Sanctions over Crimea

The US and EU must treat the situation in Crimea with a real sense of urgency, as Russia continues to intervene in Ukraine.

Image by The White House

As a first step, it is good to see the US and EU has imposed sanctions over Crimea, including travel bans and asset freezes against 21 key officials. However, more needs to be done to protect the democratic rights of Ukrainians.

Following Crimea’s referendum - deemed illegal by the US and EU - Crimean MPs have declared they intend to move to Moscow time, adopt Russian currency and apply to formally join Russia. President Obama has stated he is “ready to impose further sanctions” if Russia continues to escalate the situation in the Ukraine, and said the US will “stand firm” in “unwavering support” for Ukraine.

As well as politicians, business leaders also need to stand up for Ukraine.  One important area to focus upon is clean energy. We should all be converting more quickly to clean fuels. As the political reaction in Crimea has shown, we rely too heavily on Russia for energy supplies.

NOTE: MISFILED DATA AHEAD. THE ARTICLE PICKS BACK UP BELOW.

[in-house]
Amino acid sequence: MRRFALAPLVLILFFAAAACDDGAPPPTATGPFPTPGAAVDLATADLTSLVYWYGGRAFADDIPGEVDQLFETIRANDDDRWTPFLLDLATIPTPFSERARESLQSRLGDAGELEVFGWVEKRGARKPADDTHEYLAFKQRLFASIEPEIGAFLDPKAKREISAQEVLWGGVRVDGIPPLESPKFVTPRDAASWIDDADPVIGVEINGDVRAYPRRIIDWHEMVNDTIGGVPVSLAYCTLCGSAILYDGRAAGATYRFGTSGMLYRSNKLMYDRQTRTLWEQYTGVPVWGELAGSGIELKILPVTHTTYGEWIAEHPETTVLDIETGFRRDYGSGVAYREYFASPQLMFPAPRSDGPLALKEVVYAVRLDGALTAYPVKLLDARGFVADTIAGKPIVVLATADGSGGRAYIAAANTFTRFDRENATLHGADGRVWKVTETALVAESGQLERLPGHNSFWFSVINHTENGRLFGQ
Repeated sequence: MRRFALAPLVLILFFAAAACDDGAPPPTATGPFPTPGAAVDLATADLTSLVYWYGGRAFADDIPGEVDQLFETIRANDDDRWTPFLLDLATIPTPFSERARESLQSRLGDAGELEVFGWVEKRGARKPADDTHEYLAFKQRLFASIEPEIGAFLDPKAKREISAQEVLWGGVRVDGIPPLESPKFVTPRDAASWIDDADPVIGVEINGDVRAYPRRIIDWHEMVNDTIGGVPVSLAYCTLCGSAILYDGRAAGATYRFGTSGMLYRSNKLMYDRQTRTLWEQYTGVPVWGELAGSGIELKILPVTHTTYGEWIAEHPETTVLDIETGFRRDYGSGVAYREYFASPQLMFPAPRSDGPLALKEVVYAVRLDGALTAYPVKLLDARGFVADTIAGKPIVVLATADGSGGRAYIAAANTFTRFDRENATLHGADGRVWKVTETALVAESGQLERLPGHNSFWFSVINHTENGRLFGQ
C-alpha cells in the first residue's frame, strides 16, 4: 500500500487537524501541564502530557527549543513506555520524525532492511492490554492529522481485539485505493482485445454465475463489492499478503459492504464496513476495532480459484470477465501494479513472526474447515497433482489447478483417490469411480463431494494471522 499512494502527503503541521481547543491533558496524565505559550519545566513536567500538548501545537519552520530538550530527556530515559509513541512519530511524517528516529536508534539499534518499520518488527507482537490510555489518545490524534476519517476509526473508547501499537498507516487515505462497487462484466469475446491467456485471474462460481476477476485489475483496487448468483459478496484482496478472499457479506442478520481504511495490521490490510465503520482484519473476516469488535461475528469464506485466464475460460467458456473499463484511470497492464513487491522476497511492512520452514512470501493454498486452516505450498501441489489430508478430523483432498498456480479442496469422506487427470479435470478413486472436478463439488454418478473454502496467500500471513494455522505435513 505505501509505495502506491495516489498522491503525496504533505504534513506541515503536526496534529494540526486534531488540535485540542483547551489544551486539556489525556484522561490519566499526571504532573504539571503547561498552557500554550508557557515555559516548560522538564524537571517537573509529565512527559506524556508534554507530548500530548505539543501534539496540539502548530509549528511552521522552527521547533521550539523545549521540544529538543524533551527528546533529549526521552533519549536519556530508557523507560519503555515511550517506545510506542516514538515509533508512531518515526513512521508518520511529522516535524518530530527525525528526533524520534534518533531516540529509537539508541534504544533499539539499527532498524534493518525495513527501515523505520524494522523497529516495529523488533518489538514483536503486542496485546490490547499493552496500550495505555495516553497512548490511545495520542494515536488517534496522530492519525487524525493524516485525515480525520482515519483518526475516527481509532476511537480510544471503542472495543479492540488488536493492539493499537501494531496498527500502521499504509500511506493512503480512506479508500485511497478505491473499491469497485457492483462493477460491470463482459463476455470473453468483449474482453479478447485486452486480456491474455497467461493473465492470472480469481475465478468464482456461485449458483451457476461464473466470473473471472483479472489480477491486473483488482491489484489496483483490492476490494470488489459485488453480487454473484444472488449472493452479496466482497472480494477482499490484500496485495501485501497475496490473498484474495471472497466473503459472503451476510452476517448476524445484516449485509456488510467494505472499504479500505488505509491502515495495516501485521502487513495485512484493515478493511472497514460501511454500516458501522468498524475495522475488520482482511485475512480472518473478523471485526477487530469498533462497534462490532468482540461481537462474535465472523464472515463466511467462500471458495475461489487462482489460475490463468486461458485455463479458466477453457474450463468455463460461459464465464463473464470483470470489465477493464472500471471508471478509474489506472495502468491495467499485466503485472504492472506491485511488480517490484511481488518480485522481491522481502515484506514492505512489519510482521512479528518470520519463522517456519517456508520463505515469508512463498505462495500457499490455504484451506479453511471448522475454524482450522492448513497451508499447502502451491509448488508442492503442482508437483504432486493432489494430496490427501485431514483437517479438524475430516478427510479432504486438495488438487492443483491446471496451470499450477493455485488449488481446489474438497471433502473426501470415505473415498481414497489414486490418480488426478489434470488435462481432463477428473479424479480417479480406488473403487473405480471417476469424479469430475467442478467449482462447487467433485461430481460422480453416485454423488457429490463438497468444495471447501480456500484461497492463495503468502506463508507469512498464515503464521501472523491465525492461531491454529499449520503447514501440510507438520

Being in a position where every country is able to operate at 100% capacity, while not relying on Moscow for energy supplies, would be beneficial - especially if this change enabled us to put a greater emphasis on clean energy. We need to ensure that future European generations will be able to get clean energy supplies from the US and elsewhere without being in danger of being held to ransom by Russia.

Business leaders and world leaders must take the situation in Ukraine very seriously indeed. I’ve read several articles suggesting China's economic slowdown has far wider implications than the crisis in Ukraine. I disagree – Ukraine needs everyone’s urgent support to help restore true democracy. 

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